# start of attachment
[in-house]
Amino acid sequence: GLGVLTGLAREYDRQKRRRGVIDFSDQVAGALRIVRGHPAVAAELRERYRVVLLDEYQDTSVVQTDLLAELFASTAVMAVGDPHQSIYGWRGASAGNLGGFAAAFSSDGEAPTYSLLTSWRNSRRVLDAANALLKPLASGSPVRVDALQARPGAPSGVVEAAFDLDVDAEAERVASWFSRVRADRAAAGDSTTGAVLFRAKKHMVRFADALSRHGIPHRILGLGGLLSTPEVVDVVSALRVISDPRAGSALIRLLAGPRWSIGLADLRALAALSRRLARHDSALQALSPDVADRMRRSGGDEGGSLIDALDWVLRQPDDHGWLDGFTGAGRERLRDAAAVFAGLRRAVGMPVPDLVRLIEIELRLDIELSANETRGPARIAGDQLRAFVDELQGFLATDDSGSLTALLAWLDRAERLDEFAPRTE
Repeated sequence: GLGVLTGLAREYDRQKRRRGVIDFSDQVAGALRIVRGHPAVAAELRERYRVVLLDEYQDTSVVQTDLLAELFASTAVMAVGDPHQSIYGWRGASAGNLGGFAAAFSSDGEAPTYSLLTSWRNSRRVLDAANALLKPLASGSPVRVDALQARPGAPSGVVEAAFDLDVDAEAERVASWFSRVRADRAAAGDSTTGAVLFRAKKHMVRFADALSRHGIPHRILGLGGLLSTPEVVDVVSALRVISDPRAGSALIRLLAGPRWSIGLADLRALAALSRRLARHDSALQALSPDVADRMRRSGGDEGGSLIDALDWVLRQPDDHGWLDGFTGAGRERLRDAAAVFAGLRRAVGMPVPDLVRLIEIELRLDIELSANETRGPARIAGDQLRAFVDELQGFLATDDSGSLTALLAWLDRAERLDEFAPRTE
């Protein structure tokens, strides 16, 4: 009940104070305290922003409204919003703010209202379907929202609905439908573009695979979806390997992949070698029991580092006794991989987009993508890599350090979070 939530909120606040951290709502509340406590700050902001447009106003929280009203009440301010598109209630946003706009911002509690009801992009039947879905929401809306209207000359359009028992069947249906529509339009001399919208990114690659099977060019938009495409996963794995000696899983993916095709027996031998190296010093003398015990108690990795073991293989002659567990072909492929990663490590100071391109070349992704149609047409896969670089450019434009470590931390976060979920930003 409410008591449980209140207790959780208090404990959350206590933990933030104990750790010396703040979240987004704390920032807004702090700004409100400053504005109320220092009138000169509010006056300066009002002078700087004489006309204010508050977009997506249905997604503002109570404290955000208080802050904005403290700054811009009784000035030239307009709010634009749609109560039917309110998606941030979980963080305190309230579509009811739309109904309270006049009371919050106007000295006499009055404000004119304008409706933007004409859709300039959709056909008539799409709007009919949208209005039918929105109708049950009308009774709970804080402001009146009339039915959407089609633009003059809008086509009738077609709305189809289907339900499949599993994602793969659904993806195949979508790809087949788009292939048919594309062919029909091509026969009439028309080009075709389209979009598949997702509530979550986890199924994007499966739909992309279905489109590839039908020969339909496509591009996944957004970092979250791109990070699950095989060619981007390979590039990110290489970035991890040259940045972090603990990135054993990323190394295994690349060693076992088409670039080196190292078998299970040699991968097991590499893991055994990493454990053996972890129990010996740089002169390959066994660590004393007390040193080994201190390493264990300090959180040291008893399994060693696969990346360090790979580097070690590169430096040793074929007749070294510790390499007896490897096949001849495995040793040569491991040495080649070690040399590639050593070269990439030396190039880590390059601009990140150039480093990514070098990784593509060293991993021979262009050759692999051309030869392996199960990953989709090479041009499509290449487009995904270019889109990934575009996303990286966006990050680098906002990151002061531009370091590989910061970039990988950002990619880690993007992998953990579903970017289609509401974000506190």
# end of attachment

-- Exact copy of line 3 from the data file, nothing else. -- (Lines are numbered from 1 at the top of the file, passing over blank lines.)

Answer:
Repeated sequence: GLGVLTGLAREYDRQKRRRGVIDFSDQVAGALRIVRGHPAVAAELRERYRVVLLDEYQDTSVVQTDLLAELFASTAVMAVGDPHQSIYGWRGASAGNLGGFAAAFSSDGEAPTYSLLTSWRNSRRVLDAANALLKPLASGSPVRVDALQARPGAPSGVVEAAFDLDVDAEAERVASWFSRVRADRAAAGDSTTGAVLFRAKKHMVRFADALSRHGIPHRILGLGGLLSTPEVVDVVSALRVISDPRAGSALIRLLAGPRWSIGLADLRALAALSRRLARHDSALQALSPDVADRMRRSGGDEGGSLIDALDWVLRQPDDHGWLDGFTGAGRERLRDAAAVFAGLRRAVGMPVPDLVRLIEIELRLDIELSANETRGPARIAGDQLRAFVDELQGFLATDDSGSLTALLAWLDRAERLDEFAPRTE